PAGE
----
Startup Unveils World’s Largest AI Computer Chip

computer chip

A San Francisco startup has revealed what it claims is the world’s first trillion-transistor chip optimised for artificial intelligence. 

Cerebras Systems, a California-based startup has revealed to the world a computer chip that is slightly larger than a standard iPad. The Wafer Scale Engine (WSE) is a single high-speed chip that can power complex artificial intelligence (AI) systems.

WSE is 56.7 times larger than the biggest graphics processing unit (GPU) and has 3,000 times more high-speed, on-chip memory with 10,000 times more memory bandwidth. In terms of size, the chip measures 46,225mm2, making it 56.7 times larger than the biggest GPU.

While the most powerful desktop CPUs have about 30 processor cores and powerful GPUs, which are traditionally used for AI processes, have as many as 5,000 WSE has 400,000 cores all linked to each other by high bandwidth connections.

The company says that the WSE can accelerate AI development exponentially by processing information and producing answers much faster and thereby reducing the time-to-insight. This means that researchers can test more theories, use more data and solve more problems faster than ever.

Andrew Feldman, founder and CEO of Cerebras Systems, said: “Designed from the ground up for AI work, the Cerebras WSE contains fundamental innovations that advance the state of the art by solving decades-old technical challenges that limited chip size – such as cross-reticle connectivity, yield, power delivery and packaging.”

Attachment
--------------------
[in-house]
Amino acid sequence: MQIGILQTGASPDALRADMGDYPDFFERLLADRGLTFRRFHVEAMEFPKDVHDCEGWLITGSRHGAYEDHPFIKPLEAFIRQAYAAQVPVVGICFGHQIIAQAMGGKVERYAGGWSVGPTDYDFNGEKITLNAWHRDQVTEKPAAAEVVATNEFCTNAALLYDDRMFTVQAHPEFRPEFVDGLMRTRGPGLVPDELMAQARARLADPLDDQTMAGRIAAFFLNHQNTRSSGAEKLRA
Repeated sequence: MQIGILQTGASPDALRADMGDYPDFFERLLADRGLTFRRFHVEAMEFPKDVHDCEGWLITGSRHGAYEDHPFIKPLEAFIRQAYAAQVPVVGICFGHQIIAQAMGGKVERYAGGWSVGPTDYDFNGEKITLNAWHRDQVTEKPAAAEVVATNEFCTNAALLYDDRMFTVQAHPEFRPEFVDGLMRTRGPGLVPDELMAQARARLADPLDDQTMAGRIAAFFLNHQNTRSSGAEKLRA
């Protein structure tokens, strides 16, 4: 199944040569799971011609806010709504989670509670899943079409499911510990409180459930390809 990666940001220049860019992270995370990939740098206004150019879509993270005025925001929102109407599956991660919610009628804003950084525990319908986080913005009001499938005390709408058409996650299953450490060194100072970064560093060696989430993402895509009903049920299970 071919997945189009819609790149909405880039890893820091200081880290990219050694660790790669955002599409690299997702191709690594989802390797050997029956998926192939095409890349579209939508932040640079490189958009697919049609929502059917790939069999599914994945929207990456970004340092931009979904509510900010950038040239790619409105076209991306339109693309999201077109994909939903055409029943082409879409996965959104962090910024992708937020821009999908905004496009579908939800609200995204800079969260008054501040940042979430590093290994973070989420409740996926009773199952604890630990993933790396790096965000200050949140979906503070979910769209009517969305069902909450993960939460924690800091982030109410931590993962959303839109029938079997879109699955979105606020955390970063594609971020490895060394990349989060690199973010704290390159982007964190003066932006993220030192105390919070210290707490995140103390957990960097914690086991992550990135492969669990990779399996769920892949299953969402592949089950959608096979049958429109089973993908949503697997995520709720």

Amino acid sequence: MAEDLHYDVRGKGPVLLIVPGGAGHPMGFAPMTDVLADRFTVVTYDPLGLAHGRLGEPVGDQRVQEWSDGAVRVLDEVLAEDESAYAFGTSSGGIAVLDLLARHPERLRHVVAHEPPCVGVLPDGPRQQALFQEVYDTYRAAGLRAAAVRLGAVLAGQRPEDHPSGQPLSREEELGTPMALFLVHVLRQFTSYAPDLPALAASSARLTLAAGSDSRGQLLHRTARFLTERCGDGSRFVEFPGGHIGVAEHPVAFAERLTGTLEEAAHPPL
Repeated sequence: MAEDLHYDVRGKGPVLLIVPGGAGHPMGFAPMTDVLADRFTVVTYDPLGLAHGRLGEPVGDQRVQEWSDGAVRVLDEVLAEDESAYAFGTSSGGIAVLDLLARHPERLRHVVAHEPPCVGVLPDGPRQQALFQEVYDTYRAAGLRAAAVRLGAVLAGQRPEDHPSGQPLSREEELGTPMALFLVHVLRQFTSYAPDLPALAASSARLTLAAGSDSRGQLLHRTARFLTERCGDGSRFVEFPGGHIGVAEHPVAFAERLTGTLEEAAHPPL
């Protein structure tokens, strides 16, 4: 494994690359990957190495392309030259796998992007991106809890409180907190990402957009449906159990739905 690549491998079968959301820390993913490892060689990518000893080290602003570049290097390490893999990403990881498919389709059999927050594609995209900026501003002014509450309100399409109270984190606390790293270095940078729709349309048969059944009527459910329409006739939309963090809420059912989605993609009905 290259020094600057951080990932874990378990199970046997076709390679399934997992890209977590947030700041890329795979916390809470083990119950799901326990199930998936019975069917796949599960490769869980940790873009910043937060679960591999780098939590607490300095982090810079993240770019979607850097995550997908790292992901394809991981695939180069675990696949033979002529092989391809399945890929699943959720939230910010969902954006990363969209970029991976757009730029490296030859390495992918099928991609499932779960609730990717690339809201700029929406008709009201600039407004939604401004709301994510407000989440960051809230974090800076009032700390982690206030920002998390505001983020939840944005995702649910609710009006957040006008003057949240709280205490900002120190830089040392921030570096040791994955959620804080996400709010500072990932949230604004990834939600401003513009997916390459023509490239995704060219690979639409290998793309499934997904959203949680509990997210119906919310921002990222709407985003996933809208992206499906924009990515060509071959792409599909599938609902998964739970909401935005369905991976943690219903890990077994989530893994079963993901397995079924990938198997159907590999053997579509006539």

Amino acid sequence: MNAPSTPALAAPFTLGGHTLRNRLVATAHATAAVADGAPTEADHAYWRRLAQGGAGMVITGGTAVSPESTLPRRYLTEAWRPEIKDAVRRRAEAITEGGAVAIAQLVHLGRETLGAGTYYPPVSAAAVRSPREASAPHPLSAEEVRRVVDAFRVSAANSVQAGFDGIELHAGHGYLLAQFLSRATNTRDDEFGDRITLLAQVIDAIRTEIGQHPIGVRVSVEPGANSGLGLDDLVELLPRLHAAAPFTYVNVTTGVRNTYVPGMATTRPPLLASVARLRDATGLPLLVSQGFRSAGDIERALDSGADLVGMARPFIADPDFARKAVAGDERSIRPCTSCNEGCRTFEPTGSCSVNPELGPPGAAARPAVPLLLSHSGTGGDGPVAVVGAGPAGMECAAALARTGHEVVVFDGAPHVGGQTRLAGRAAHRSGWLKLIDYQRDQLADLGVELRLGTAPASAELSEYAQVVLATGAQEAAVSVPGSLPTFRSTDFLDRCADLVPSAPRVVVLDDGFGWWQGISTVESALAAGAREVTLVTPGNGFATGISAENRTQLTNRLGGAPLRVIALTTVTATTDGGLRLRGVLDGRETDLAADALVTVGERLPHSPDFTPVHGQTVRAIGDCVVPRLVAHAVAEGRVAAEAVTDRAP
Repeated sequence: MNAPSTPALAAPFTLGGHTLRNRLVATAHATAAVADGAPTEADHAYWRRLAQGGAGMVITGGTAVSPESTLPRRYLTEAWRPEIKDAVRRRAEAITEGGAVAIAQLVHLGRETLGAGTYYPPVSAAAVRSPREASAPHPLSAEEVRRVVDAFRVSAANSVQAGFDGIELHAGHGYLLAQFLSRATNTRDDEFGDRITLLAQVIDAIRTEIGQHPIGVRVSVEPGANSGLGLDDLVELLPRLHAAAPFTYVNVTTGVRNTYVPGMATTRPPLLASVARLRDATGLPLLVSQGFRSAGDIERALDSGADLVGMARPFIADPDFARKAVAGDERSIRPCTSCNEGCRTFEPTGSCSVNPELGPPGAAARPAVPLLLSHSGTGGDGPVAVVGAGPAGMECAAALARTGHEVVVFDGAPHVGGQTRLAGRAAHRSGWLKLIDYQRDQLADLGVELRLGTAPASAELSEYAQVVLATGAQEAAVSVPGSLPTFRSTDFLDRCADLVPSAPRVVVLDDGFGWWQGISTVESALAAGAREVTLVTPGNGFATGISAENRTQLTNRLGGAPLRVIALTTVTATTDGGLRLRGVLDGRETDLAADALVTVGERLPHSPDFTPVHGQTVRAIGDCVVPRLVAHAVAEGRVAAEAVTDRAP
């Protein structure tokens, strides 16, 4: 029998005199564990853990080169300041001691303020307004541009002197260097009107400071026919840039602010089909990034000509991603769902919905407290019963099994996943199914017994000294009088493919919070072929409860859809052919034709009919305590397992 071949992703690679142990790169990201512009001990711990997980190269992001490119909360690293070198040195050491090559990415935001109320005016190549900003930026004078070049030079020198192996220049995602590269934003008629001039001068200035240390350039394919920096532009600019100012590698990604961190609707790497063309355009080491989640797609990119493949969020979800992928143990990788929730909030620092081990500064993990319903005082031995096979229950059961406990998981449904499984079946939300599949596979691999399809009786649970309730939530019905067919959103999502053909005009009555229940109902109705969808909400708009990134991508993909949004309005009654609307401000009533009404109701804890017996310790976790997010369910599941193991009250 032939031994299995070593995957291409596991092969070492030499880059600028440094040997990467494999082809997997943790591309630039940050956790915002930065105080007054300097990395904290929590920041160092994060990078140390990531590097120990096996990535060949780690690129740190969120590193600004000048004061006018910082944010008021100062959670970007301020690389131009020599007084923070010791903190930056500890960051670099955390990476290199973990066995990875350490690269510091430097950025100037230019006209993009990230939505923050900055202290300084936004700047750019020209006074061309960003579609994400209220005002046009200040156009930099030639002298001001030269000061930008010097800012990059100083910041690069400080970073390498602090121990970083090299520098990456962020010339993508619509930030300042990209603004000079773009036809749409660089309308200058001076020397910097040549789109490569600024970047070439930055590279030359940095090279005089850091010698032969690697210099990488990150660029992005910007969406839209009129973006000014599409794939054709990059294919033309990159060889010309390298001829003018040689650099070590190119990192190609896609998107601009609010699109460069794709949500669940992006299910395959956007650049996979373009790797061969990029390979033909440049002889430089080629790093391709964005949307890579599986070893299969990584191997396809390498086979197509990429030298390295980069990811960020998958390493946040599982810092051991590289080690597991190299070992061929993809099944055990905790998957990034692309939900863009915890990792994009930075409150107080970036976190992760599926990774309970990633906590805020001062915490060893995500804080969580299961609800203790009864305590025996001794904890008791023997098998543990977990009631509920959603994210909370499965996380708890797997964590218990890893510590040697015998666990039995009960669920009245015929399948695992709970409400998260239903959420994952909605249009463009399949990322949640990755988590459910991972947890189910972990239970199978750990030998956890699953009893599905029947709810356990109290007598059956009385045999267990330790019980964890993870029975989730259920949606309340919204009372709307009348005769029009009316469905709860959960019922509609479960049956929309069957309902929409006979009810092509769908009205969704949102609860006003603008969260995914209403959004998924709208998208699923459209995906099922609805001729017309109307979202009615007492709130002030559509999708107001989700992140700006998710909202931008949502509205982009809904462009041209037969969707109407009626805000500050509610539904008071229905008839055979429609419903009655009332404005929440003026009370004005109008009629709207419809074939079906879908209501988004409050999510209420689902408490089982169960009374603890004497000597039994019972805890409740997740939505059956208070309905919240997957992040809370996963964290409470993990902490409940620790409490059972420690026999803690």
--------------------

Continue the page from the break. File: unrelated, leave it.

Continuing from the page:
According to Cerebras Systems: “With 56.7 times more silicon area than the largest graphics processing unit, the WSE provides more cores to do calculations and more memory closer to the cores, so the cores can operate efficiently.

“Because this vast array of cores and memory are on a single chip, all communication is kept on-silicon. This means the WSE’s low-latency communication bandwidth is immense, so groups of cores can collaborate with maximum efficiency, and memory bandwidth is no longer a bottleneck.”

The company has already started shipping the chips to a small number of customers, however, they have yet to reveal how much this unique chip costs.

Dr Ian Cutress, senior editor at the news site AnandTech, told BBC News that while the chip would be able to process data much faster, the speed would come at a price.

“One of the advantages of smaller computer chips is they use a lot less power and are easier to keep cool,” he said.

“When you start to deal with bigger chips like this, companies need specialist infrastructure to support them, which will limit who can use it practically.

“That’s why it’s suited for artificial intelligence development as that’s where the big dollars are going at the moment.”

 

 



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